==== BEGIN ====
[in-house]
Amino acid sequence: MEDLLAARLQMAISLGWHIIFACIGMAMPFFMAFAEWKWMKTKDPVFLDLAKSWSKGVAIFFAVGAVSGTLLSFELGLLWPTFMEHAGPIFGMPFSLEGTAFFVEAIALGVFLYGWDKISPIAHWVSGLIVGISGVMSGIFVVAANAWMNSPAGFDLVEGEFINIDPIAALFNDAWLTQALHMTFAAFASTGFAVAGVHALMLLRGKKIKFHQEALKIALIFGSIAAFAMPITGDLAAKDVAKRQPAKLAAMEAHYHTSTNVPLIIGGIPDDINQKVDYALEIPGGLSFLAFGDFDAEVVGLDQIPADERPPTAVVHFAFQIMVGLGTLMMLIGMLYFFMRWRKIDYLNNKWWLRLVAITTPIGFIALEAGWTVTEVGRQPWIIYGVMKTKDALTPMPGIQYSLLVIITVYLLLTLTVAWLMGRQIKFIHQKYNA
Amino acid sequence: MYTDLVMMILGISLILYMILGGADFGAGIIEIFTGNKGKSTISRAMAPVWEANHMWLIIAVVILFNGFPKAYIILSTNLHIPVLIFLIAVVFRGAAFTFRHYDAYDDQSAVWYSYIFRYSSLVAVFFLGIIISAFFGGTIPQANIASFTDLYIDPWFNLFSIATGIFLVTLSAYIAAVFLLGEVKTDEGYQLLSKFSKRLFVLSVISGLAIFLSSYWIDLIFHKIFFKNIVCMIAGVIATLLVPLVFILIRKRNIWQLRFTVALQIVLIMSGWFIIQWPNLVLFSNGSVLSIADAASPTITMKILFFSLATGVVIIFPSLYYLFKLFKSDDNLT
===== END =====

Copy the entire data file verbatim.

[in-house]
Amino acid sequence: MEDLLAARLQMAISLGWHIIFACIGMAMPFFMAFAEWKWMKTKDPVFLDLAKSWSKGVAIFFAVGAVSGTLLSFELGLLWPTFMEHAGPIFGMPFSLEGTAFFVEAIALGVFLYGWDKISPIAHWVSGLIVGISGVMSGIFVVAANAWMNSPAGFDLVEGEFINIDPIAALFNDAWLTQALHMTFAAFASTGFAVAGVHALMLLRGKKIKFHQEALKIALIFGSIAAFAMPITGDLAAKDVAKRQPAKLAAMEAHYHTSTNVPLIIGGIPDDINQKVDYALEIPGGLSFLAFGDFDAEVVGLDQIPADERPPTAVVHFAFQIMVGLGTLMMLIGMLYFFMRWRKIDYLNNKWWLRLVAITTPIGFIALEAGWTVTEVGRQPWIIYGVMKTKDALTPMPGIQYSLLVIITVYLLLTLTVAWLMGRQIKFIHQKYNA
Amino acid sequence: MYTDLVMMILGISLILYMILGGADFGAGIIEIFTGNKGKSTISRAMAPVWEANHMWLIIAVVILFNGFPKAYIILSTNLHIPVLIFLIAVVFRGAAFTFRHYDAYDDQSAVWYSYIFRYSSLVAVFFLGIIISAFFGGTIPQANIASFTDLYIDPWFNLFSIATGIFLVTLSAYIAAVFLLGEVKTDEGYQLLSKFSKRLFVLSVISGLAIFLSSYWIDLIFHKIFFKNIVCMIAGVIATLLVPLVFILIRKRNIWQLRFTVALQIVLIMSGWFIIQWPNLVLFSNGSVLSIADAASPTITMKILFFSLATGVVIIFPSLYYLFKLFKSDDNLT